Getting literal about media literacy in K12

How schools can help students realize the difference between real and fake news

The issue of fake news drew national attention during the 2016 presidential campaign, when fabricated stories were widely accepted as genuine. According to recent research, the problem extends to K12 classrooms, where students have trouble judging the credibility of online information.

A national assessment of 203 middle school students by Stanford History Education Group at Stanford University found that more than 80 percent believed ads labeled “sponsored content” are a credible source for unbiased news.

Now provided across 12 states, Stanford’s “Civic Online Reasoning” which includes assessments to judge the credibility of information, consists of 56 news-literacy tasks to identify misinformation and fake articles on the internet.

The results reveal that K12 students must learn how to distinguish between what’s fictional and what is real. Students also risk stumbling across sites in school that are clearly inappropriate or misleading, such as, a web site owned by a white supremacist organization called Stormfront.

While teaching media literacy in K12 can address these problems, only two states, Florida and Ohio, require it in their curricula, according to Media Literacy Now, a national advocacy organization.

New standards in Ohio require media and technology literacy. Florida law mandates media literacy (referred to as library media), but districts are not required to create standalone classes for the subject.

On the bandwagon

Other states are in the process of making media literacy a requirement. “It takes resources and training” says Erin McNeill, president and founder of Media Literacy Now, which offers its expertise to legislators nationwide.

One of its recent initiatives was spearheading a law signed by Washington Gov. Jay Inslee. The law empowers the state’s Office of Superintendent of Public Instruction to develop strategies for teaching safe technology use and digital citizenship in public schools.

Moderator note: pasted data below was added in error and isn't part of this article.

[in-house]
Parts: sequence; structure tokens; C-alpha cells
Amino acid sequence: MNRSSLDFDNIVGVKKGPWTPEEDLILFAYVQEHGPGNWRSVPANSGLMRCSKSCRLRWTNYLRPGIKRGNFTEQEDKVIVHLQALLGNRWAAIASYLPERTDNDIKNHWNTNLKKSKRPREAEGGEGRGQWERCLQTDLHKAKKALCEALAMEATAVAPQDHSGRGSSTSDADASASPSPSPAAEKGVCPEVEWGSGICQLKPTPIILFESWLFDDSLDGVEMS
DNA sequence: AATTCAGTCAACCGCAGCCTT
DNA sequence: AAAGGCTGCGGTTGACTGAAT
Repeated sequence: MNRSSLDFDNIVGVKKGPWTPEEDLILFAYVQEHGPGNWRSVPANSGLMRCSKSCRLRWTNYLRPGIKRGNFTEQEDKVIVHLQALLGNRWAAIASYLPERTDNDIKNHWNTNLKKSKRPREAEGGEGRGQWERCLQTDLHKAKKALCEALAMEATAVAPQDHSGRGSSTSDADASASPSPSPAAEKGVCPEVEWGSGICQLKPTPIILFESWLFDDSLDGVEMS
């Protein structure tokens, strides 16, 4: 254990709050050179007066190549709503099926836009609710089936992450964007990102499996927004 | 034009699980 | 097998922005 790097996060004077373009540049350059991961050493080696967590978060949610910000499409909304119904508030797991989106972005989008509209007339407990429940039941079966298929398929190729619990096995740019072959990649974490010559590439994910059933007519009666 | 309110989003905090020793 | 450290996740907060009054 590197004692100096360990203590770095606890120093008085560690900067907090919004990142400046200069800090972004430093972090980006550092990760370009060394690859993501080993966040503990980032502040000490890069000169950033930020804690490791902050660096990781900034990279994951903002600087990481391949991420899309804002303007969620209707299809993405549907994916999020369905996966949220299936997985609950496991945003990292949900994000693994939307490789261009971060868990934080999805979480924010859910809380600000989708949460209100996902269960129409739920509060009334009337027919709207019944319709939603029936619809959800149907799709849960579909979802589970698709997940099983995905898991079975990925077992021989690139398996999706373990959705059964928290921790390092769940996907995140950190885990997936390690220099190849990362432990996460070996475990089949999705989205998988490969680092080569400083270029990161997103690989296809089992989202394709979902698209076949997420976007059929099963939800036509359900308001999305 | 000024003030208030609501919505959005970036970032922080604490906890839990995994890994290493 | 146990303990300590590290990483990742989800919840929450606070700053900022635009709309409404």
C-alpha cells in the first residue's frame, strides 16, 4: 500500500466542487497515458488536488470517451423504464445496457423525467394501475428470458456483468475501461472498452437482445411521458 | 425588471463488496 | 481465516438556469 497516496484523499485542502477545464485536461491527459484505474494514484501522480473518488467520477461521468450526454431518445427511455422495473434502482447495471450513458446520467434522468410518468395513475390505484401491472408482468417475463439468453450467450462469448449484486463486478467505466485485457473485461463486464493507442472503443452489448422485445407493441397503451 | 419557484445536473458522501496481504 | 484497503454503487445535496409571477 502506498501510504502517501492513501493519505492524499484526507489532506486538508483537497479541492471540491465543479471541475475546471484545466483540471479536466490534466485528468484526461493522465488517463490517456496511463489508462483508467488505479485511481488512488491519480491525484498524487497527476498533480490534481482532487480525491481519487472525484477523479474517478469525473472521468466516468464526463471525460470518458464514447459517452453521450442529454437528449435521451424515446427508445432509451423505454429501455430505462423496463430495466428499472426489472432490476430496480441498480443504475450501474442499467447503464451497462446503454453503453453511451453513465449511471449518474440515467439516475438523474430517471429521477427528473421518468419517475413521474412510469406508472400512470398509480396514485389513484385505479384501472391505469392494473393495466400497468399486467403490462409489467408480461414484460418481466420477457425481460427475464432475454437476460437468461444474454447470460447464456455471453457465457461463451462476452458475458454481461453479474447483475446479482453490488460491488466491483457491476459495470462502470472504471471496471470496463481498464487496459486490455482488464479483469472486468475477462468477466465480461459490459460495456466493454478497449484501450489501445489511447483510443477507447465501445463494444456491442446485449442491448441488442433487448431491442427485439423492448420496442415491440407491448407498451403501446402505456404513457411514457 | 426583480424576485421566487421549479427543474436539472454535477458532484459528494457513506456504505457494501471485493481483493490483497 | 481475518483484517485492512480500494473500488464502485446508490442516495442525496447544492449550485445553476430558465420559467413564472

The bill doesn’t impose a curriculum, says McNeill, but allows districts to determine what works.

In Texas, the Texas Essential Knowledge and Skills K12 standards encourage the use of media literacy in certain subjects, even though they don’t identify media literacy as a subject.

For example, the English language arts and reading tests include media literacy strands, says Lauren Callahan, a spokesperson at Texas Education Agency. Students learn how words, images, graphics and sounds impact the meaning of messages.

And McNeill says that social media is a “terrific First Amendment tool.” “Jobs are going to require an understanding of the media environment” she adds, “so we definitely need to teach students how to use these tools.”

NCTE’s 21st Century Literacies Framework

Each person must possess a range of abilities and competencies due to the increase of technology, says the National Council of Teachers of English (NCTE), a professional association of educators.

NCTE’s statement, the 21st Century Literacies Framework, demands the continued evolution of curriculum, assessment, and teaching practice.

Students are expected to:

Know how to effectively use and understand technology tools

Design and share information for global communities

Manage, analyze, and synthesize multiple streams of simultaneous information

Create, critique, analyze, and evaluate multimedia texts ethically

Instructors need to ask themselves if their students:

Use technology to communicate, research or create

Evaluate and use digital tools that match their work

Find relevant,reliable sources that meet their needs

Take risks and try new things with their tools

Solve problems, independently and collaboratively

Use tools correctly and efficiently

Learn more by visiting NCTE’s 21st Century Framework page.

Center for Media Literacy’s Five Core Concepts/Questions

Media literacy is more about the questions than it is about the answers, says Tessa Jolls, President and CEO of Center for Media Literacy (CML), an educational organization. By teaching students the importance of questioning content, you’ll equip students with the skills they need to evaluate data.

CML has generated a condensed list of five core concepts and five key questions of media literacy to help students interrogate the information they find online.

Jolls says CML boiled down the data to five points because many teachers have said they don’t have the time to add more content to their curriculum. “They’re very accessible” says Jolls about CML’s core concepts and questions. “They allow you to easily deconstruct media anytime and anywhere.”

Find out more about the five core concepts and five key questions of media literacy.

Additional Sources

Media Literacy Now

Center for Media Literacy’s Educator Resources

Media Literacy (SAGE Publications)

Commonsense Education

Social Assurity e-Courses


Media Education Foundation

Consortium For Media Literacy

Media Literacy Clearinghouse

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